Inflation vs Stagflation - How do Real Asset Portfolios Differ?
Be wary of economic growth sensitivities in your real asset portfolios if the economic environment were to be stagflationary.
Most assets under management in futures-based commodity strategies are benchmarked to first-generation, “plain-vanilla” benchmarks like the Bloomberg Commodity Index (BCOM) or S&P GSCI (GSCI). The design of this generation of benchmarks was simply to represent the investible universe, not to meet a specific investment objective. However, what CIO investment objective is aligned with this benchmark?
Ideally, CIOs could use a framework to help them design a commodity benchmark to meet their investment objectives. For example, suppose a CIO wants commodity exposure that might perform well in a high inflation environment. Today’s index technology enables a CIO to construct a commodity benchmark, with independent third-party calculation and reporting, to track the commodity exposure that better matches their investment objectives.¹ We illustrate how this can be done using RASA and our portfolio construction methodology.²
First-generation, “plain-vanilla” Benchmarks
First-generation benchmarks represent the investable universe by selecting and weighting commodity futures based on relative world commodity production, economic value and liquidity in commodity futures markets. Some benchmarks also address any unintended concentrated exposures with commodity- and sector-level weighting caps.
BCOM is a well-diversified first-generation benchmark as it includes several weighting criteria such as relative world production, economic value, trading volume and other position and sector constraints. However, BCOM does not address an investor’s investment objectives such as portfolio diversification or inflation-protection.
Second-generation, Alternative Benchmarks
Alternative benchmarks have a role to play in commodities. One type of alternative commodity benchmark dynamically rolls into commodity futures with the most backwardation, while another type uses price momentum or other trading signals. Such benchmarks are more akin to active investment strategies. Other alternative commodity benchmarks use risk-parity type weighting schemes to address the relatively high volatility and concentration of plain-vanilla benchmarks. While alternative benchmarks may fulfill one possible CIO objective of better risk-adjusted returns, they still may not meet other possible CIO investment objectives such as hedging low growth or high inflation.
Next-generation, RASA Benchmarks
So how might a CIO design a commodity benchmark to meet their specific investment objective? After first identifying the relevant commodities, how should they then be weighted in the benchmark? The RASA framework identifies commodities sensitive to high inflation or low growth and provides an approach to weight the commodities to meet desired objectives.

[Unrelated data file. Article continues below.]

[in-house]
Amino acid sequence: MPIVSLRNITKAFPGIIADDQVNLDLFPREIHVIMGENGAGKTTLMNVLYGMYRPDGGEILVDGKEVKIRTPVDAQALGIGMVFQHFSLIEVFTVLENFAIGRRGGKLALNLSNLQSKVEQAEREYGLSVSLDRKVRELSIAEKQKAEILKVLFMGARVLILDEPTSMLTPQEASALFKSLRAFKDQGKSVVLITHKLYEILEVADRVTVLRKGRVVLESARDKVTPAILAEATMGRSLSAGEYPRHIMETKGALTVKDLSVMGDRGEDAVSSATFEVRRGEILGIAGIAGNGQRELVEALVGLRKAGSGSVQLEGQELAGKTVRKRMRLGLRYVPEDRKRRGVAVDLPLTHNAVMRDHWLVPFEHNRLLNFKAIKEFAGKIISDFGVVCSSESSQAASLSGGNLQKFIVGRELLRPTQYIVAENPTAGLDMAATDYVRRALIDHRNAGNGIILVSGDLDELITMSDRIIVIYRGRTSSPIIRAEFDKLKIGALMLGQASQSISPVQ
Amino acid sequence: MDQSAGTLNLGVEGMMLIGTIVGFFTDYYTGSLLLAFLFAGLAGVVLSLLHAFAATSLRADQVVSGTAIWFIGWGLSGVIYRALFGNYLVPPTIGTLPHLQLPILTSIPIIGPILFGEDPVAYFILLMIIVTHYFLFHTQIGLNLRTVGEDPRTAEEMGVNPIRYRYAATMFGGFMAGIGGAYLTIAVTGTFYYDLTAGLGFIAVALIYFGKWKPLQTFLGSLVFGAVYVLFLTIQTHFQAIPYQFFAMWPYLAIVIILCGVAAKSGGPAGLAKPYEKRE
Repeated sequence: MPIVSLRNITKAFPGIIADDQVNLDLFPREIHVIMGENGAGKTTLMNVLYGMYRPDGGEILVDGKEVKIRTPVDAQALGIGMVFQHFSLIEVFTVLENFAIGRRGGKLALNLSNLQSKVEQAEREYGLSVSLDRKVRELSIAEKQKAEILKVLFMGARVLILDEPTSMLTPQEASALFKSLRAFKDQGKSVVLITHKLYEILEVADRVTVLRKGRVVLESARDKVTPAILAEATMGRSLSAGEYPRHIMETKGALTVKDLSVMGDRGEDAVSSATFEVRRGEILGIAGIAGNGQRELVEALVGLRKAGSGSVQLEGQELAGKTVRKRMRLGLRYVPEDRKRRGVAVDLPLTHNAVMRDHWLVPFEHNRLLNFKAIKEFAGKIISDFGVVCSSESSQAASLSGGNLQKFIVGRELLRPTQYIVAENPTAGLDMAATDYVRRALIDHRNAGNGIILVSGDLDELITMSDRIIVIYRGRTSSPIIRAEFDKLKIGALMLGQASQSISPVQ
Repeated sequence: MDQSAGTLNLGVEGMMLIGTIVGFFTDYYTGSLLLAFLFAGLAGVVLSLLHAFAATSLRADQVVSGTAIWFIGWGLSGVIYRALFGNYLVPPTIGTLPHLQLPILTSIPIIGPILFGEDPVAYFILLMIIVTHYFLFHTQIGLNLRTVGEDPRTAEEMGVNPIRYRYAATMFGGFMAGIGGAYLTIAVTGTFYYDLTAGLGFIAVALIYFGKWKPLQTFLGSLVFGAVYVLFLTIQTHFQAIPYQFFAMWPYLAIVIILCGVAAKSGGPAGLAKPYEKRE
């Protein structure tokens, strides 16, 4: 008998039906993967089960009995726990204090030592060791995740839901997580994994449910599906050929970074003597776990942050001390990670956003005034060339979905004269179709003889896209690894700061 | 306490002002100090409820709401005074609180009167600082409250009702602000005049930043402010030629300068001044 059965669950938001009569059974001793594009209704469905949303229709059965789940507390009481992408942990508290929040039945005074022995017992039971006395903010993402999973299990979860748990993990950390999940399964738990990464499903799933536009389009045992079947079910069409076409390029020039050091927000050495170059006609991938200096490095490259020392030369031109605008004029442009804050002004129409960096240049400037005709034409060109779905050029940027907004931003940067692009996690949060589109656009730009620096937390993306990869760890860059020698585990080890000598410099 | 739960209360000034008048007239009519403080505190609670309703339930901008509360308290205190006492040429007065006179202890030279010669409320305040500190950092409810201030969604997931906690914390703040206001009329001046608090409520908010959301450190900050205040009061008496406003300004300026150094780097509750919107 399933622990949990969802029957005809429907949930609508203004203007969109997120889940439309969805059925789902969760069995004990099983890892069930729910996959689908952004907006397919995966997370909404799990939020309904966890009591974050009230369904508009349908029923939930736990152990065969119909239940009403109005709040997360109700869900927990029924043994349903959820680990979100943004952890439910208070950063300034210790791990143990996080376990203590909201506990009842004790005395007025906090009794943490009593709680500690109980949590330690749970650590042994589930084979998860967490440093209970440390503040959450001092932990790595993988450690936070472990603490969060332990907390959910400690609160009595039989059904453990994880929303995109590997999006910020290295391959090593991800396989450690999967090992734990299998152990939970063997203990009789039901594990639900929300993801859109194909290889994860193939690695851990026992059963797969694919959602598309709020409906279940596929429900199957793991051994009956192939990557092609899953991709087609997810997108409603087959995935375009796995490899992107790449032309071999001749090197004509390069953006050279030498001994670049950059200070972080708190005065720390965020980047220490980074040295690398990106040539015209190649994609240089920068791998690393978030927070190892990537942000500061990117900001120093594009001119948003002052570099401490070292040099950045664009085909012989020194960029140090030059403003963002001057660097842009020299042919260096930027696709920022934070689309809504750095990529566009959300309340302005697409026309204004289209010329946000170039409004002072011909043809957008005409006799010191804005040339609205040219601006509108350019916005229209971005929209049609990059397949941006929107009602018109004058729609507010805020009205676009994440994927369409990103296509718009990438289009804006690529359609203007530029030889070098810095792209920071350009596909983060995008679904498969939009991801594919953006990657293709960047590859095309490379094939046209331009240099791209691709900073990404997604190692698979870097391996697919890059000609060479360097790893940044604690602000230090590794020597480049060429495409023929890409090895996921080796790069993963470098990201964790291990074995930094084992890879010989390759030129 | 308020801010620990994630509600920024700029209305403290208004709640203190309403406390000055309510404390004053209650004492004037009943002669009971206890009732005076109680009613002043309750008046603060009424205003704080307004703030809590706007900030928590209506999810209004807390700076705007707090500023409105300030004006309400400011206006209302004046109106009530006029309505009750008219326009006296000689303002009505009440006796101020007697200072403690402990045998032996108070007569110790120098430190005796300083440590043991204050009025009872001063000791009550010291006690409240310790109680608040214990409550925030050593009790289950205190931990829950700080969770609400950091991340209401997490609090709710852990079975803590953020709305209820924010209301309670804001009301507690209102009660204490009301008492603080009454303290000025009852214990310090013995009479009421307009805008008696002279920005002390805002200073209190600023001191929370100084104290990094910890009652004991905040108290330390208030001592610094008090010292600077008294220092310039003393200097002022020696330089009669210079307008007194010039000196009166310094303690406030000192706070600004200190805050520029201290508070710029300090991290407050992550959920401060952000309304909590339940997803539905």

Using RASA we estimate the 1y CPI (headline inflation) and CFNAI (Chicago Fed National Activity Index, a measure of economic growth) betas for the 22 commodities as well as confidence intervals for the beta estimates. With these beta estimates we determine commodity weights to match the investor’s specific ex ante beta target. For example, we construct a RASA high-inflation benchmark that targets a CPI 1y beta value of 10. We also construct a RASA low-growth benchmark that targets a zero CFNAI 1y beta. Sector allocations for the low-growth benchmark are very different compared to the high-inflation benchmark (Figure 1).
Compared with the plain-vanilla and equal-weighted benchmarks, the RASA high-inflation benchmark not only had high sensitivity to inflation, but also was able to improve returns and lower risk historically compared to other benchmarks (Figure 2). The RASA low-growth benchmark had the lowest sensitivity to growth (0.028) and had the lowest annualized volatility (13.8%) and the highest return (1.0%/y).
While we targeted a CPI 1y beta of 10 and a CFNAI 1y beta of 0, an investor may target other beta values and customize their benchmarks depending on their investment views and overall portfolio exposures. Besides, some of the approaches elaborated in second generation benchmarks can be incorporated into the RASA benchmarks.
Using the Real Asset Sensitivity Analysis (RASA™) framework, investors can construct commodity benchmarks better aligned to their investment objectives. That’s important because macroeconomic sensitivities differ significantly across individual commodities, so a plain-vanilla benchmark could easily be inconsistent with a CIO’s specific investment objectives.
1. A CIO can hire an investment manager to manage the commodities investment strategy either actively or passively against such a benchmark.
2. See Institutional Gold! PGIM IAS, November 2019 and What’s in Your Real Assets Portfolio? Introducing RASATM, PGIM IAS, May 2020.